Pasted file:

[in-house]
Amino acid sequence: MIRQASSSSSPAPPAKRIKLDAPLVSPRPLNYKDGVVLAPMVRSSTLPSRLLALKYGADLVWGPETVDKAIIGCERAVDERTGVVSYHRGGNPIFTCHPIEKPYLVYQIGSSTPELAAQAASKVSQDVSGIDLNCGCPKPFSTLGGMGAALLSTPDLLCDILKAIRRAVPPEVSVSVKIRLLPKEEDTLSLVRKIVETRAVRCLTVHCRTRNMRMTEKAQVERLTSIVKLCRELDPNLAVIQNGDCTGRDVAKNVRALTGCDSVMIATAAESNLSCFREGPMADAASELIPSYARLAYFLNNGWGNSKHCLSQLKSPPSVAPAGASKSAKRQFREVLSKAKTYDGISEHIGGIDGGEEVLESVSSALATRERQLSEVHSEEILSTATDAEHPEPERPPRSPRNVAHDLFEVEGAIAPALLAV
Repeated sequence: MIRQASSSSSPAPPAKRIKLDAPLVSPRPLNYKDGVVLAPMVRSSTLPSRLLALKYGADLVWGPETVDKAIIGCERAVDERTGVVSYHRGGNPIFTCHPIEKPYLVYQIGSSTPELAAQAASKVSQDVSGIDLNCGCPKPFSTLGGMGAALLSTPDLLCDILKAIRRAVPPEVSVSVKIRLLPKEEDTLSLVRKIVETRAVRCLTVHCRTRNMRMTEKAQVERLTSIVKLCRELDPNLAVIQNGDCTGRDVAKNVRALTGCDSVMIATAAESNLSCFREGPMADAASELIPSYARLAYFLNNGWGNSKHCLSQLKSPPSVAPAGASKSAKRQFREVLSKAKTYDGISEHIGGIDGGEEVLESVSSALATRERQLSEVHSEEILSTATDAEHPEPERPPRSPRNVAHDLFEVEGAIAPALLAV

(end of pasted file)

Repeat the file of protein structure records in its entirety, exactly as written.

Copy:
[in-house]
Amino acid sequence: MIRQASSSSSPAPPAKRIKLDAPLVSPRPLNYKDGVVLAPMVRSSTLPSRLLALKYGADLVWGPETVDKAIIGCERAVDERTGVVSYHRGGNPIFTCHPIEKPYLVYQIGSSTPELAAQAASKVSQDVSGIDLNCGCPKPFSTLGGMGAALLSTPDLLCDILKAIRRAVPPEVSVSVKIRLLPKEEDTLSLVRKIVETRAVRCLTVHCRTRNMRMTEKAQVERLTSIVKLCRELDPNLAVIQNGDCTGRDVAKNVRALTGCDSVMIATAAESNLSCFREGPMADAASELIPSYARLAYFLNNGWGNSKHCLSQLKSPPSVAPAGASKSAKRQFREVLSKAKTYDGISEHIGGIDGGEEVLESVSSALATRERQLSEVHSEEILSTATDAEHPEPERPPRSPRNVAHDLFEVEGAIAPALLAV
Repeated sequence: MIRQASSSSSPAPPAKRIKLDAPLVSPRPLNYKDGVVLAPMVRSSTLPSRLLALKYGADLVWGPETVDKAIIGCERAVDERTGVVSYHRGGNPIFTCHPIEKPYLVYQIGSSTPELAAQAASKVSQDVSGIDLNCGCPKPFSTLGGMGAALLSTPDLLCDILKAIRRAVPPEVSVSVKIRLLPKEEDTLSLVRKIVETRAVRCLTVHCRTRNMRMTEKAQVERLTSIVKLCRELDPNLAVIQNGDCTGRDVAKNVRALTGCDSVMIATAAESNLSCFREGPMADAASELIPSYARLAYFLNNGWGNSKHCLSQLKSPPSVAPAGASKSAKRQFREVLSKAKTYDGISEHIGGIDGGEEVLESVSSALATRERQLSEVHSEEILSTATDAEHPEPERPPRSPRNVAHDLFEVEGAIAPALLAV